Essay by Anonymous UserCollege, UndergraduateA+, November 1996

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The statistic I chose to analyze was something I pulled from the Washington Post about a month ago. The article stated that '68% of high school seniors admitted to trying marijuana at least once during their high school career.' The article was about the resurfacing drug problem among the teenage age group. It was aimed at an audience of parents and others who could be affected by such an alarming rate.

A number of thoughts crossed my mind when I read this statistic. My first thought was to question where the Washington Post had surveyed. As a resident of the metropolitan DC area, I am aware of the differences between the outer suburbs and DC itself. If the Post had focused on the DC area I would be able to believe the statistic much more than if they had focused on the surrounding area. Another thought was whether the Post had interviewed more boys than girls or vice versa.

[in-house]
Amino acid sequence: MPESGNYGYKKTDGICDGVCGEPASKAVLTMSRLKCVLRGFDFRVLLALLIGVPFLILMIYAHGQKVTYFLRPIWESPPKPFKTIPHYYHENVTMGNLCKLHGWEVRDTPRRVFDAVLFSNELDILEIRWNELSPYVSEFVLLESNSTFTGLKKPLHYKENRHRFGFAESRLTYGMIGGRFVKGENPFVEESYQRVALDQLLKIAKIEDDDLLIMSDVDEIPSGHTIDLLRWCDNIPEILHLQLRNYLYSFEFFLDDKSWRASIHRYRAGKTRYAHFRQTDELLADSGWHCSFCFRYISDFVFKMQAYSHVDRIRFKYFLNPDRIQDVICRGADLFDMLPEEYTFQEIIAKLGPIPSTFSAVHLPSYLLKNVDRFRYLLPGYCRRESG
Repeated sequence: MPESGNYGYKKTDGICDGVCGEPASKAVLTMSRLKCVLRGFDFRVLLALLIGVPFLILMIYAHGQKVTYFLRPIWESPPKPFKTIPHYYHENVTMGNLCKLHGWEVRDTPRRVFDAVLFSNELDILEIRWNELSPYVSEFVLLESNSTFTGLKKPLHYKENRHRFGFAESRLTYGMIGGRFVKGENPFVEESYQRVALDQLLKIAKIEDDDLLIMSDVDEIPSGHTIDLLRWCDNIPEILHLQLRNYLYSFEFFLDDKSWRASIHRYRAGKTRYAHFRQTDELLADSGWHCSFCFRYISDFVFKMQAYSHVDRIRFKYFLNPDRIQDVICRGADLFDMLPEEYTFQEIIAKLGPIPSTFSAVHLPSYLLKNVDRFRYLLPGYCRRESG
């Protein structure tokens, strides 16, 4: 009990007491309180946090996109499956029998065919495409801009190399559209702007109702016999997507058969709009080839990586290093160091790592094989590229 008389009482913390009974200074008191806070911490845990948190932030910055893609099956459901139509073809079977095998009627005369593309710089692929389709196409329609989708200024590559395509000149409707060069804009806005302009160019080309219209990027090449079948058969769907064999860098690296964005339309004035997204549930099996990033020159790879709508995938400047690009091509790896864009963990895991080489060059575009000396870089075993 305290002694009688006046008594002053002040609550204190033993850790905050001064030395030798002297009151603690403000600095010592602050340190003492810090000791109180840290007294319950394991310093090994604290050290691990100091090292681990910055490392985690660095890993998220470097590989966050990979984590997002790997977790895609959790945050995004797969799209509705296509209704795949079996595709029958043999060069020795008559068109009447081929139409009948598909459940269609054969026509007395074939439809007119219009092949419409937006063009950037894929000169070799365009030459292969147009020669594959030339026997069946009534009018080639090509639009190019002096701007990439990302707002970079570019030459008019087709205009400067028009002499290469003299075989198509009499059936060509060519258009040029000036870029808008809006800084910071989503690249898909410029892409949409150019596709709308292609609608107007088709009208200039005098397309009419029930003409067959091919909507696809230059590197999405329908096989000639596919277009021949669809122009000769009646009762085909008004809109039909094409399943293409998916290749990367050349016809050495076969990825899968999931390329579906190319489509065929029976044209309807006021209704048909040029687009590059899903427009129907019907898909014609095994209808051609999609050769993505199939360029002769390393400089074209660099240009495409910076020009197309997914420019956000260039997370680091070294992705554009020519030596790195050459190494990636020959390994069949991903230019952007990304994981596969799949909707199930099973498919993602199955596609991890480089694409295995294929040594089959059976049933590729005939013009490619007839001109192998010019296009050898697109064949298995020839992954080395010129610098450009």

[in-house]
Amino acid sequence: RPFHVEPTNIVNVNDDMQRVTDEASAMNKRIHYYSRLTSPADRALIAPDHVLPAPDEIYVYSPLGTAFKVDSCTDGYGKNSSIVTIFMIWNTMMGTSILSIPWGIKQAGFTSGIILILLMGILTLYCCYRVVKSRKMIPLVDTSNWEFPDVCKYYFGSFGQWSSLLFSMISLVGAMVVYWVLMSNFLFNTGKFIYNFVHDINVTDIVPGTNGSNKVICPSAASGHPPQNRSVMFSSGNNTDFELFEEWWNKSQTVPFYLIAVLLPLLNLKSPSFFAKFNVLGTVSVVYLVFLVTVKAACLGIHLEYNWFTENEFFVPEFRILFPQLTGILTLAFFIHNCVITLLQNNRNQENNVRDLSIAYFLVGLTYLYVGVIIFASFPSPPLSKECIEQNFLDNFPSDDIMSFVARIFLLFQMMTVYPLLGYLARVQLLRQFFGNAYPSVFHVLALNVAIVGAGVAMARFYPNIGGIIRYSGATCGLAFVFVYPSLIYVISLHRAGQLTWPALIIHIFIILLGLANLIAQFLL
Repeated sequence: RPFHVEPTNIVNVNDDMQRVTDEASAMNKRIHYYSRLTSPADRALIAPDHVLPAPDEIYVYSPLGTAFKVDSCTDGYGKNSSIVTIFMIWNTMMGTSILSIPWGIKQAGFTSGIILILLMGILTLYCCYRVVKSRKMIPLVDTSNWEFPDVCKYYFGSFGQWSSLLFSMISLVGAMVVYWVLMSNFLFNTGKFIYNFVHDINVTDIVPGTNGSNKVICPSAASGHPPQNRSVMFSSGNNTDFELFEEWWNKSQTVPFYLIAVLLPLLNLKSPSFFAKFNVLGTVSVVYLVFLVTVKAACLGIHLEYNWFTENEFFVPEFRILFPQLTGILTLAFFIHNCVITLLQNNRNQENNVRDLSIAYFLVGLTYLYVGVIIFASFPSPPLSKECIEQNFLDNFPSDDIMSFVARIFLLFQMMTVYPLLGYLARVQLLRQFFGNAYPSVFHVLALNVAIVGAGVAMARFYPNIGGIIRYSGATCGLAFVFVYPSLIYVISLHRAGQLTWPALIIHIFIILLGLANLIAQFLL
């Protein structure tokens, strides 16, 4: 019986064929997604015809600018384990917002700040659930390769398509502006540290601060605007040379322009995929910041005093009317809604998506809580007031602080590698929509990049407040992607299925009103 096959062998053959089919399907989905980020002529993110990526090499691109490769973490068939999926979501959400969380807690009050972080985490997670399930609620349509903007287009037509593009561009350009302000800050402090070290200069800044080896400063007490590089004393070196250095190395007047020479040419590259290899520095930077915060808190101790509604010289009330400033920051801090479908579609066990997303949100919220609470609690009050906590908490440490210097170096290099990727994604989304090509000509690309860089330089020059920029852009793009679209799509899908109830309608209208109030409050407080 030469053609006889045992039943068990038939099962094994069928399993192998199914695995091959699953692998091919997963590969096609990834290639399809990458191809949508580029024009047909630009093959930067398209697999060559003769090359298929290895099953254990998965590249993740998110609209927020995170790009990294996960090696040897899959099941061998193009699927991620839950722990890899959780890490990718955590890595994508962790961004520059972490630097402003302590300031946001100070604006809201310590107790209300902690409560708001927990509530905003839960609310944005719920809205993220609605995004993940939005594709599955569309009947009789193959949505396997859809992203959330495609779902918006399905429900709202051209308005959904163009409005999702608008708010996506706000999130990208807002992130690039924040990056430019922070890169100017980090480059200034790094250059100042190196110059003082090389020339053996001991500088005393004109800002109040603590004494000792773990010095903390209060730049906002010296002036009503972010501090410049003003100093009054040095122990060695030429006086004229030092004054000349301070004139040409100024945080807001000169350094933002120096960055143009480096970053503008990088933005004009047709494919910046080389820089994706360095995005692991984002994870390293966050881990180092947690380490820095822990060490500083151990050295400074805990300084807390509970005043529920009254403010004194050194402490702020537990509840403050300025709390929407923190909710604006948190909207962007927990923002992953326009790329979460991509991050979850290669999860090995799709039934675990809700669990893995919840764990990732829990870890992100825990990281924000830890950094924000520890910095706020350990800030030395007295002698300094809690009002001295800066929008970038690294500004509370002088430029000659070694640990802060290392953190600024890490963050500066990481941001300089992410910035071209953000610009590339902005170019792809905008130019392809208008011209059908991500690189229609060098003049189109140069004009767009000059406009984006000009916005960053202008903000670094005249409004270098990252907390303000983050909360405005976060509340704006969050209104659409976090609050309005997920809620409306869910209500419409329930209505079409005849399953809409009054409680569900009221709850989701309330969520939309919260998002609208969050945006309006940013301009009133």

Racial makeup of those involved in the study was another issue that the Post did not elaborate on. I also felt it relevant to ask what the percentage of that initial 68% were seniors who had only tried it once. I think the percentage would drop significantly if the Post changed the wording from 'tried it once' to 'used multiple times'.

Knowing the geographic location of those surveyed would be useful in a number of ways. First, it would ease the fears of parents not living in the troubled areas. More importantly, it would allow school officials, drug enforcement officials, drug counselors, etc., to focus their attention and dime to those specific areas with the biggest problem. Are we looking at inner-city youth or are we looking at suburban youth. It makes a difference as to how you approach the problem.